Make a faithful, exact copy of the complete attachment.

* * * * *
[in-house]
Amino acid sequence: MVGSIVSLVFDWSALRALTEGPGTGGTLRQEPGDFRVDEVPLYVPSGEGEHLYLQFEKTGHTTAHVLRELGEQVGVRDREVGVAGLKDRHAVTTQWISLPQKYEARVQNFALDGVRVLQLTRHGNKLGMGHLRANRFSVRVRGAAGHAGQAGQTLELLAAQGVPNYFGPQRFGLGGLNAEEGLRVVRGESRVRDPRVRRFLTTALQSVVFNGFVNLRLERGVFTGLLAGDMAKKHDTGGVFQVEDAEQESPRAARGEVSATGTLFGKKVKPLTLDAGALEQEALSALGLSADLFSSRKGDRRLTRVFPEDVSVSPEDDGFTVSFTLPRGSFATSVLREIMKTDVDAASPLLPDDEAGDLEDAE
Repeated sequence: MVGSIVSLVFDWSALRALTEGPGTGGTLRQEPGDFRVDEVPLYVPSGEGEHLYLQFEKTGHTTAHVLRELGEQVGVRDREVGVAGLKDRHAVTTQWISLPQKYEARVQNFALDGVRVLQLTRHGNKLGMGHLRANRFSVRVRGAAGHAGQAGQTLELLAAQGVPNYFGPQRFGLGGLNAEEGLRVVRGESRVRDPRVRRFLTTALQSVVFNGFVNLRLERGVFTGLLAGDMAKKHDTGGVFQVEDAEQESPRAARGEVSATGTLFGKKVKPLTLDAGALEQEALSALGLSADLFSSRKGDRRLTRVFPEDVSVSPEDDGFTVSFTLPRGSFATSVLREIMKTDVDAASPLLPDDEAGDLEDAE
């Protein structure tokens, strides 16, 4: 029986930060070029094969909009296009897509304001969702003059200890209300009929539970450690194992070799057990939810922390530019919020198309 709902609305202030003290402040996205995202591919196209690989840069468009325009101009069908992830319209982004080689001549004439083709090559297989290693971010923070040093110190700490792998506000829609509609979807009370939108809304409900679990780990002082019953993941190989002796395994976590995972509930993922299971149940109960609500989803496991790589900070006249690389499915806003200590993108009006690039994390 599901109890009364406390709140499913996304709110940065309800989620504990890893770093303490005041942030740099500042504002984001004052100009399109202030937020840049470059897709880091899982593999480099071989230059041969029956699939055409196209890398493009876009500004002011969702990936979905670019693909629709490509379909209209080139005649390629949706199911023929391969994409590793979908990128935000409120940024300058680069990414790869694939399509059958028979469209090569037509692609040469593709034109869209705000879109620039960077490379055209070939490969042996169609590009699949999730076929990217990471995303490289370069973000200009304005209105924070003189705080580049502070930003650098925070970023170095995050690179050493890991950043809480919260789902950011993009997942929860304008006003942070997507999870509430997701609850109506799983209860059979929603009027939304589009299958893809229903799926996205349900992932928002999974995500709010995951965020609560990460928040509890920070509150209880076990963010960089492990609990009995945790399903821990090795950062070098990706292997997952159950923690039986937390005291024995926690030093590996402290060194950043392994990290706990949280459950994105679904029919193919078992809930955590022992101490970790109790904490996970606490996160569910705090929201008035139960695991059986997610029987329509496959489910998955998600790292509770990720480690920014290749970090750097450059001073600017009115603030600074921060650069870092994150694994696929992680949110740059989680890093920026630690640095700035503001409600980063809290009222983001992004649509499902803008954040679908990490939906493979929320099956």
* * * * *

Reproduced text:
[in-house]
Amino acid sequence: MVGSIVSLVFDWSALRALTEGPGTGGTLRQEPGDFRVDEVPLYVPSGEGEHLYLQFEKTGHTTAHVLRELGEQVGVRDREVGVAGLKDRHAVTTQWISLPQKYEARVQNFALDGVRVLQLTRHGNKLGMGHLRANRFSVRVRGAAGHAGQAGQTLELLAAQGVPNYFGPQRFGLGGLNAEEGLRVVRGESRVRDPRVRRFLTTALQSVVFNGFVNLRLERGVFTGLLAGDMAKKHDTGGVFQVEDAEQESPRAARGEVSATGTLFGKKVKPLTLDAGALEQEALSALGLSADLFSSRKGDRRLTRVFPEDVSVSPEDDGFTVSFTLPRGSFATSVLREIMKTDVDAASPLLPDDEAGDLEDAE
Repeated sequence: MVGSIVSLVFDWSALRALTEGPGTGGTLRQEPGDFRVDEVPLYVPSGEGEHLYLQFEKTGHTTAHVLRELGEQVGVRDREVGVAGLKDRHAVTTQWISLPQKYEARVQNFALDGVRVLQLTRHGNKLGMGHLRANRFSVRVRGAAGHAGQAGQTLELLAAQGVPNYFGPQRFGLGGLNAEEGLRVVRGESRVRDPRVRRFLTTALQSVVFNGFVNLRLERGVFTGLLAGDMAKKHDTGGVFQVEDAEQESPRAARGEVSATGTLFGKKVKPLTLDAGALEQEALSALGLSADLFSSRKGDRRLTRVFPEDVSVSPEDDGFTVSFTLPRGSFATSVLREIMKTDVDAASPLLPDDEAGDLEDAE
């Protein structure tokens, strides 16, 4: 029986930060070029094969909009296009897509304001969702003059200890209300009929539970450690194992070799057990939810922390530019919020198309 709902609305202030003290402040996205995202591919196209690989840069468009325009101009069908992830319209982004080689001549004439083709090559297989290693971010923070040093110190700490792998506000829609509609979807009370939108809304409900679990780990002082019953993941190989002796395994976590995972509930993922299971149940109960609500989803496991790589900070006249690389499915806003200590993108009006690039994390 599901109890009364406390709140499913996304709110940065309800989620504990890893770093303490005041942030740099500042504002984001004052100009399109202030937020840049470059897709880091899982593999480099071989230059041969029956699939055409196209890398493009876009500004002011969702990936979905670019693909629709490509379909209209080139005649390629949706199911023929391969994409590793979908990128935000409120940024300058680069990414790869694939399509059958028979469209090569037509692609040469593709034109869209705000879109620039960077490379055209070939490969042996169609590009699949999730076929990217990471995303490289370069973000200009304005209105924070003189705080580049502070930003650098925070970023170095995050690179050493890991950043809480919260789902950011993009997942929860304008006003942070997507999870509430997701609850109506799983209860059979929603009027939304589009299958893809229903799926996205349900992932928002999974995500709010995951965020609560990460928040509890920070509150209880076990963010960089492990609990009995945790399903821990090795950062070098990706292997997952159950923690039986937390005291024995926690030093590996402290060194950043392994990290706990949280459950994105679904029919193919078992809930955590022992101490970790109790904490996970606490996160569910705090929201008035139960695991059986997610029987329509496959489910998955998600790292509770990720480690920014290749970090750097450059001073600017009115603030600074921060650069870092994150694994696929992680949110740059989680890093920026630690640095700035503001409600980063809290009222983001992004649509499902803008954040679908990490939906493979929320099956």